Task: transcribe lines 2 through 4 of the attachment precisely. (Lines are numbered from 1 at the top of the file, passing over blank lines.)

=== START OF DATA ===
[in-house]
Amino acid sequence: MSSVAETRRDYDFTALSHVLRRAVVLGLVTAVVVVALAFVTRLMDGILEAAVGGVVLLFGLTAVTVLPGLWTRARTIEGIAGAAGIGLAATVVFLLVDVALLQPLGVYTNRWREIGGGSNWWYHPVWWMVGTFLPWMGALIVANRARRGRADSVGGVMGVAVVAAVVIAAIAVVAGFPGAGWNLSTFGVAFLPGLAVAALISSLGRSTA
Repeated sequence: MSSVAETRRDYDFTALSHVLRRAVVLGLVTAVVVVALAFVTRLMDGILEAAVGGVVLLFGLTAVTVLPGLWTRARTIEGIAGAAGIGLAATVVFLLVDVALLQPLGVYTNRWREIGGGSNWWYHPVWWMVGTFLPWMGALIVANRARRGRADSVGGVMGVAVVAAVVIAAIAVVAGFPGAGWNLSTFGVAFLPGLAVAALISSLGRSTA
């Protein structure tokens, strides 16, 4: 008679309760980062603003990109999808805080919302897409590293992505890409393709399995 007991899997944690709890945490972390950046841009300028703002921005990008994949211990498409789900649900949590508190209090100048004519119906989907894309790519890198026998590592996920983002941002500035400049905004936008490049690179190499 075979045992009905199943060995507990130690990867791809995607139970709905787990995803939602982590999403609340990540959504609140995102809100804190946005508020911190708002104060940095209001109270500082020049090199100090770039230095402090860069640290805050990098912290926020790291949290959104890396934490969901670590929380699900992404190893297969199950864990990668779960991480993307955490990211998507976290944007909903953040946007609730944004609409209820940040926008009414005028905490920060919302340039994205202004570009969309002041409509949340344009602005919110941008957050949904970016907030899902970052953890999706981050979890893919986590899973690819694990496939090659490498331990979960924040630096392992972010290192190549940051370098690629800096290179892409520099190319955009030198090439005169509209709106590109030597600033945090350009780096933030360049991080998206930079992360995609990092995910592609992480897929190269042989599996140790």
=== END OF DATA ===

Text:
Amino acid sequence: MSSVAETRRDYDFTALSHVLRRAVVLGLVTAVVVVALAFVTRLMDGILEAAVGGVVLLFGLTAVTVLPGLWTRARTIEGIAGAAGIGLAATVVFLLVDVALLQPLGVYTNRWREIGGGSNWWYHPVWWMVGTFLPWMGALIVANRARRGRADSVGGVMGVAVVAAVVIAAIAVVAGFPGAGWNLSTFGVAFLPGLAVAALISSLGRSTA
Repeated sequence: MSSVAETRRDYDFTALSHVLRRAVVLGLVTAVVVVALAFVTRLMDGILEAAVGGVVLLFGLTAVTVLPGLWTRARTIEGIAGAAGIGLAATVVFLLVDVALLQPLGVYTNRWREIGGGSNWWYHPVWWMVGTFLPWMGALIVANRARRGRADSVGGVMGVAVVAAVVIAAIAVVAGFPGAGWNLSTFGVAFLPGLAVAALISSLGRSTA
């Protein structure tokens, strides 16, 4: 008679309760980062603003990109999808805080919302897409590293992505890409393709399995 007991899997944690709890945490972390950046841009300028703002921005990008994949211990498409789900649900949590508190209090100048004519119906989907894309790519890198026998590592996920983002941002500035400049905004936008490049690179190499 075979045992009905199943060995507990130690990867791809995607139970709905787990995803939602982590999403609340990540959504609140995102809100804190946005508020911190708002104060940095209001109270500082020049090199100090770039230095402090860069640290805050990098912290926020790291949290959104890396934490969901670590929380699900992404190893297969199950864990990668779960991480993307955490990211998507976290944007909903953040946007609730944004609409209820940040926008009414005028905490920060919302340039994205202004570009969309002041409509949340344009602005919110941008957050949904970016907030899902970052953890999706981050979890893919986590899973690819694990496939090659490498331990979960924040630096392992972010290192190549940051370098690629800096290179892409520099190319955009030198090439005169509209709106590109030597600033945090350009780096933030360049991080998206930079992360995609990092995910592609992480897929190269042989599996140790």